Lake City —
Florida Governor Rick Scott made a stop at Florida Gateway College in Lake City on Tuesday, Dec. 17, and was greeted by a huge crowd of supporters from the Republican Party of Florida.
Sponsors paid $500-$1,500 to attend the luncheon and listen to Gov. Scott speak about the state of the economy in Florida. Many local dignitaries and elected officials were in attendance, including State Rep. District 10 Elizabeth Porter, State Rep. District 19 Charles E. Van Zant, Avery Roberts and retired Judge E. Vernon Douglas.
Decorated Eagle Scout Jeremy Barwick, best known for raising 38,000 tons of food for the needy, led the crowd in the Pledge of Allegiance and the National Anthem was sung by Kay Poltorak.
While everyone enjoyed the delicious food that was prepared for the group, Rep. Elizabeth Porter spoke for a couple minutes.
“When you look around at the entire country, across the nation, and you see how backwards some of the states are marching, and they just have the wrong idea,” said Porter. “They’re going in the wrong direction, but what we are doing here in the state of Florida, is moving in the right direction. So much of that is thanks to our governor and the support he gets in the House and Senate to advance the kind of business building, freedom building ideas that we try and he supports.”
Porter said the Republican Party of Florida also wants to support Gov. Scott’s ideas, as well.
“We don’t want to be like New York and we don’t want to be like California,” said Porter. “We don’t want to try and squash the business people that are the job creators in our country. We want to do exactly what we’ve been doing in Florida for the past 4-6 years, and that is giving our business people the freedom to grow their business so that they will hire more people. They’ll have jobs. They’ll have expendable income and we will be able to continue to improve across the state, from top to bottom.”
Porter said Gov. Scott has been a boon to the state and she is confident he will continue to do so.
Brief speeches were made by Rep. Van Zant and Judge Douglas, who asked everyone to welcome “a political leader who’s restoring the ‘American Dream’ which seems to be lost on the rest of the country.”
Gov. Scott entered the room to a raucous round of applause as he stepped up to the podium. He proceeded to tell the crowd a little about his childhood before moving on to the important issues of the state of Florida.
Scott said in 2010, 832,000 people in the state of Florida lost their jobs and unemployment hit a peak of 11.1 percent.
“We basically increased state debt by $8.7 billion,” Scott said. “What did we get for it? Housing prices collapsed by 40 percent. Whatever business you were in, you were pretty much hurting in Florida.”
Scott reminded everyone that there is no state income tax in Florida, it is a right-to-work state where you don’t have to be a member of a union, there are low business taxes, it is the gateway to Latin America, and the expansion of the Panama Canal is coming up.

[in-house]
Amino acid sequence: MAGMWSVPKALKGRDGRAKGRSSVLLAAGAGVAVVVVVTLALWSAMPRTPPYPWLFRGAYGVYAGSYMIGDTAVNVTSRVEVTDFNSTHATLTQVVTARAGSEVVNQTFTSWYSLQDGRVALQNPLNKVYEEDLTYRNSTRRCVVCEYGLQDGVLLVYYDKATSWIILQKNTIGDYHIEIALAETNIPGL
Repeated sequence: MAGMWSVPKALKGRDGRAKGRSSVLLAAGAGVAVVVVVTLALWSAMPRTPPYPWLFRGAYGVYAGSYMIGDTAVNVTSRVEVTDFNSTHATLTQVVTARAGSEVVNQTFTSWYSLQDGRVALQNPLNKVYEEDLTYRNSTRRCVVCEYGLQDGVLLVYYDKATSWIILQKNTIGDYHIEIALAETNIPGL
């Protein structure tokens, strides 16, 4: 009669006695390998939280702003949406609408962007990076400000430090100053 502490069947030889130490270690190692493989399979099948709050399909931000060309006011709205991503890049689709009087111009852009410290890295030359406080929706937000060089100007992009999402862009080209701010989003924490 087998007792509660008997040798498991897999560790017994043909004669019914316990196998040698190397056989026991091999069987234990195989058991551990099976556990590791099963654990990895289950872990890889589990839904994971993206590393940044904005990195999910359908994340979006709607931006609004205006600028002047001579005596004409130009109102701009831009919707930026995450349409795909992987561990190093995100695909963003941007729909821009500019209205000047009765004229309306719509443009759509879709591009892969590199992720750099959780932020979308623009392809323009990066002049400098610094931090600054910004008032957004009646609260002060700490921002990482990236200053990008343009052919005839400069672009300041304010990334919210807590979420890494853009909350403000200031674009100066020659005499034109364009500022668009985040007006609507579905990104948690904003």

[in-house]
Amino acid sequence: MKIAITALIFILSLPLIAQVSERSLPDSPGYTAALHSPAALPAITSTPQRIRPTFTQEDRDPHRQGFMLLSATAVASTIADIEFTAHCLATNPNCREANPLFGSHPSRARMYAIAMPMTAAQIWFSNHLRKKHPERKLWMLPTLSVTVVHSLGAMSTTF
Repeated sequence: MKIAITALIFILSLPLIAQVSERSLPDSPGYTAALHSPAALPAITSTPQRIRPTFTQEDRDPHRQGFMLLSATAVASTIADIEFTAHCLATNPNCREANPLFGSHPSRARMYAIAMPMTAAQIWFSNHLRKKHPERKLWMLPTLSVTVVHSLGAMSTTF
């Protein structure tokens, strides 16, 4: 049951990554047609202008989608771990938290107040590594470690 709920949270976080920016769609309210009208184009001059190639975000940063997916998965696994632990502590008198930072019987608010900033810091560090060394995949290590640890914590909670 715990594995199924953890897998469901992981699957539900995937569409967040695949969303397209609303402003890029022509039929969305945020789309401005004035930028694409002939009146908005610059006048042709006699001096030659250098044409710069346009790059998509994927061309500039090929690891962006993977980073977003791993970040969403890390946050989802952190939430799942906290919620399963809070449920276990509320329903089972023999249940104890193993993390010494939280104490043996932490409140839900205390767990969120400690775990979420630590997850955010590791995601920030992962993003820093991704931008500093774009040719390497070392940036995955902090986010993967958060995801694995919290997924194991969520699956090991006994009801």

“People like to visit our state,” said Scott. “In 2010, 82 million tourists came to our state. How did we do it? Because we didn’t focus on jobs.”
When he first got elected, Scott said he contacted several consulting firms whose job it is to find suitable places for businesses to operate and was met with resistance. Many of them told Scott that Florida doesn’t care about businesses, but only about being the state where people either vacation or retire. Calls to Tallahassee from businesses who wanted to come to Florida, he was told, were not addressed in a timely manner. Scott said he set out to change all of that.
Scott said anyone who works for a state agency has the duty to help create more jobs for the people of Florida in any way possible. He has also been cutting sales taxes, property taxes, and regulations to make it easier for new businesses to come in.
Scott’s speech wasn’t all business. He spent some time telling anecdotes about Gov. Rick Perry in Texas, which engaged the crowd with laughter, but then it was back to business.
“In two years and 10 months, unemployment has gone from 11.1 to 6.7 percent,” said Scott. “That’s 440,000 jobs.”
For the month of October, Florida private businesses generated 46,000 jobs, compared to Texas with only 12,000 jobs, Scott explained. Additionally, this year Florida expects to have a total of about 95 million tourists (up from 82 million), whom, he said, pay a lot of sales taxes.
“So, we’ve increased our state revenue that way,” he said.
Since he’s been in office, Scott said the state has lowered their unemployment rate, paid off a $3.5 billion unemployment debt to the federal government, and there are currently 279,000 job openings in the state right now.
“We’re headed in the right direction,” said Scott.
Education was another topic Scott touched on, saying that the state has increased funding for education, and that Florida’s 4th graders are number 2 in the world for reading, as well as other facts about graduation rates, teacher quality and Florida’s excellent colleges.
After all the business talk, Scott said, “The year 2014 is a bad year to run for governor, but this is a great job. No one else should run,” he added. “That would be nice. The truth is, if you like people, there is no better job than being governor of the state.”
After the meeting, Scott spent some time mingling with the guests.